Introduction and overview
The respiratory organs are the site of gas exchange between the organism and the atmosphere (external respiration vs. internal respiration = cellular respiration). Additionally, respiratory organs contribute to voice production.
Inhaled air reaches the lung alveoli through a network of finely branched tubes (the trachea, bronchi and bronchioles). Gas exchange takes place in the alveoli. In the air passages, incoming air is warmed, moistened and filtered. Blood is transported to the lungs through a similarly finely branched network, the pulmonary arteries and their branches. Carbon dioxide, an end product of cellular metabolism, is carried with the blood to the lungs. During respiration, oxygen is absorbed from the air, and then binds with hemoglobin. At the same time, carbon dioxide is excreted. Carbon dioxide in the blood is a component of the bicarbonate buffering system. Thus, respiration influences the body‘s acid-base balance by releasing CO2. The gas exchange between air and blood occurs by diffusion, driven by the differences in partial pressure of the two gases (the difference in the pressure of the gas between the blood and air). Blood does not come into direct contact with the air; they are separated by the blood-air barrier. From the lungs, blood is pumped through the pulmonary veins back to the heart, and from there it reenters the systemic circulation.
A Structure of the air passages
The respiratory system is divided into an upper and lower respiratory tract:
• The upper air passages include
– the external nose and nasal cavity,
– the paranasal sinuses,
– the pharynx (only the upper portion, the nasopharynx, is exclusively a part of the respiratory tract. In the middle portion of the pharynx the respiratory and digestive tracts cross each other).
• The lower air passages include
– the larynx, which serves to temporarily close the air passages during swallowing, and also contributes to voice production;
– the trachea, which divides into the two main bronchi;
– the two main bronchi, which then progressively subdivide;
– the alveoli, located at the end of the network of progressively narrowing tubes. They are the site of gas exchange.
The histology of the different parts of the respiratory tract will be further discussed in the organ chapters.
B Upper air passages: nose, nasal cavity, and pharynx
a Main nasal cavity and pharynx viewed from the right side with the head turned left; b Bony skull, anterior view of the paranasal sinuses. Air is inhaled through the nostrils (nares) into the nasal cavity. It then passes through the posterior aperture of the nose (choana) into the pharynx, and then to the larynx. Narrow openings connect the paranasal sinuses to the main nasal cavity.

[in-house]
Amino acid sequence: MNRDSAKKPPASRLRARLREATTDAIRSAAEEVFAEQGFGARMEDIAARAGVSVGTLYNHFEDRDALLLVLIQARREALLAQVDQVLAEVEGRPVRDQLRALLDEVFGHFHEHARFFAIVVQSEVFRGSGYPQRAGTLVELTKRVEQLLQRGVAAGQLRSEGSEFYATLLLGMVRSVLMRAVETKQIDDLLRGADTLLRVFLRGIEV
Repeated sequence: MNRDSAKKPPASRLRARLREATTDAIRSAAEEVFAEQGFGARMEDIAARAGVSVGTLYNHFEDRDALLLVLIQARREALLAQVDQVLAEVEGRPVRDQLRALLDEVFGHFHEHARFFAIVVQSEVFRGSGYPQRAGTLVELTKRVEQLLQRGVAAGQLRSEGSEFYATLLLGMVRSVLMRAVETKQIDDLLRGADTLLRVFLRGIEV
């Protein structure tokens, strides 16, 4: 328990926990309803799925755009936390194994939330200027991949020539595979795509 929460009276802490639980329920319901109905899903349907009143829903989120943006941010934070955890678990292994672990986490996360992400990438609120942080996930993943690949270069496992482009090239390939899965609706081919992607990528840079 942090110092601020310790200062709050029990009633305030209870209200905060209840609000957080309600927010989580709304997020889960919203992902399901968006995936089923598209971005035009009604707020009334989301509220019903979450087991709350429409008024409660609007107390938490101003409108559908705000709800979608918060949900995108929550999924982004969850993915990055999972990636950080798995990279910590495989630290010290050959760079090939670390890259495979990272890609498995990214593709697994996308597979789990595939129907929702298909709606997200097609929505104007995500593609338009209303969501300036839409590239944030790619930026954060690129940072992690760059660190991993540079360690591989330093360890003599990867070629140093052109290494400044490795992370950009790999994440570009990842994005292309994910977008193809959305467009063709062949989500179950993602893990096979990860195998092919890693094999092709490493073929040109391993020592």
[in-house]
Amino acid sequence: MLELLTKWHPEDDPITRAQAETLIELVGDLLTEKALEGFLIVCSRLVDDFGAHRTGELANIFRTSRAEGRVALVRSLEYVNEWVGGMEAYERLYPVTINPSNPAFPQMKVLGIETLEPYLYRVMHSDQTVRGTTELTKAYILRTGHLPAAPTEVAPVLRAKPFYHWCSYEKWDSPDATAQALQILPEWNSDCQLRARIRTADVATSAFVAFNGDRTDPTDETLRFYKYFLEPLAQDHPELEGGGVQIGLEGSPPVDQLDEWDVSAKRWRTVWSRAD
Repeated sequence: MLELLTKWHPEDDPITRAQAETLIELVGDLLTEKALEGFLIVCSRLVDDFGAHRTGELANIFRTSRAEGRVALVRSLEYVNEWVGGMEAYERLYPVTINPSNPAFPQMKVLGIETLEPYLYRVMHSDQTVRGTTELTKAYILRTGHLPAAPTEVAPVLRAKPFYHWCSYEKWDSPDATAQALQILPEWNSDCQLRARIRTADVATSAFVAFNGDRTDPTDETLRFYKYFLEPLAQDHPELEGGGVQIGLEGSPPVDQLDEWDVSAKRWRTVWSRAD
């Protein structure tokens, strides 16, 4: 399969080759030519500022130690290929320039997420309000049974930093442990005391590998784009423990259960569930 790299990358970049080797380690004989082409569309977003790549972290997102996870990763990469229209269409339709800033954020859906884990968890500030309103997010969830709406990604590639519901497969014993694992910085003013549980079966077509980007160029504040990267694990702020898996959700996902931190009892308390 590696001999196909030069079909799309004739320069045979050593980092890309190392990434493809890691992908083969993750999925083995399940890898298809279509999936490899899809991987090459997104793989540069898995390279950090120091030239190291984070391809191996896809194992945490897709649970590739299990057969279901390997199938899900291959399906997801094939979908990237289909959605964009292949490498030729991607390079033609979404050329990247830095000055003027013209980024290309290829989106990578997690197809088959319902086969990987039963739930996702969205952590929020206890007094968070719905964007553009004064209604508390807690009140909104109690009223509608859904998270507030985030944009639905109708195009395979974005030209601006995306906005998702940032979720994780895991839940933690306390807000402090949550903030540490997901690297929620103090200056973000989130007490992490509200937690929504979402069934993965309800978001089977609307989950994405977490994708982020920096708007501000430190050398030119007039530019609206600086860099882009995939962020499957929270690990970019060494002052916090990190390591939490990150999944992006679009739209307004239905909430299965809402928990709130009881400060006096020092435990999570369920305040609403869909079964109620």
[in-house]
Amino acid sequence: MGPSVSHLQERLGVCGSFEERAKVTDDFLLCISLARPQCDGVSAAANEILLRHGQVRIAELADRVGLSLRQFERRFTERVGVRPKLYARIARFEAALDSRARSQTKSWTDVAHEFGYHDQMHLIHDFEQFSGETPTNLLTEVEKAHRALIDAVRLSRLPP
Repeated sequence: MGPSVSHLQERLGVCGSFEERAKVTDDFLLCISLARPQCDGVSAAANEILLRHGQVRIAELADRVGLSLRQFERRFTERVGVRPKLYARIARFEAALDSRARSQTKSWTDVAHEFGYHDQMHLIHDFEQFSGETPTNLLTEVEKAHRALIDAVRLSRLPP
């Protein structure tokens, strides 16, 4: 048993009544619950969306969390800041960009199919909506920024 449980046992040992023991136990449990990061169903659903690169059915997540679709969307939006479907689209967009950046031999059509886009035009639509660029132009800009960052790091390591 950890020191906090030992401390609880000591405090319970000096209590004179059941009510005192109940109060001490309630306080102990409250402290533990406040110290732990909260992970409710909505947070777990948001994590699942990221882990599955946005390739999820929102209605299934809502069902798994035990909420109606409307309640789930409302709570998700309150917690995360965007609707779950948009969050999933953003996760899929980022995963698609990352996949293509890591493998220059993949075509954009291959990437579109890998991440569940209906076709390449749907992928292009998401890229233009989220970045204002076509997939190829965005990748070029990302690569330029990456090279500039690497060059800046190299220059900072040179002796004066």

Note: In addition to conducting air, the main nasal cavity is also involved in odor perception.
C Lower air passages: larynx and trachea
a Larynx viewed from the right side; b anterior view of the trachea. The larynx marks the entrance to the lower air passages. The epiglottis, which is part of the larynx, can temporarily close the entrance to the airways during swallowing. This helps to prevent food from entering the lower respiratory passageways (which could lead to choking). Additionally, the larynx contributes to voice production. The trachea is the continuation of the larynx. It is located in the neck and thorax and divides into the two main bronchi, which carry air to each lung. Cartilage is an important structural component of the larynx and trachea.
D Lower air passages: bronchial tree and lungs
Anterior view of the bronchial tree and lungs. On the right side, the two main bronchi divide into three lobar bronchi, and on the left side into two lobar bronchi. They further subdivide over several more steps with the final respiratory bronchioles ending in alveoli, where gas exchange takes place. The bronchial tree provides the structural framework of the lungs. Each lung is located in a separate pleural cavity, which is lined by a pleural membrane. The function of the bronchial tree is to conduct air to and from the lungs.
E Breathing mechanics
Anterior view of the lungs (schematic frontal section). The rhythmic activity of the respiratory muscles causes the thoracic cavity to expand (upward, downward, and laterally) and contract. The change in thoracic volume also causes the lungs to rhythmically expand, and then retract due to their elasticity. Thus, the bony and muscular structures of the thoracic wall and diaphragm, which surround the lungs, function like a pair of bellows.
A Development of the respiratory tract from the three germ layers
All three germ layers are involved in the embryonic development of the larynx, trachea, and bronchial tree. A protrusion from the foregut in the area around the esophagus gives rise to the trachea and bronchial tree. While the cartilage, muscle, vessels, and nerves of the larynx are mostly derived from the 4th—6th pharyngeal arches, the laryngeal epithelium is derived from the foregut.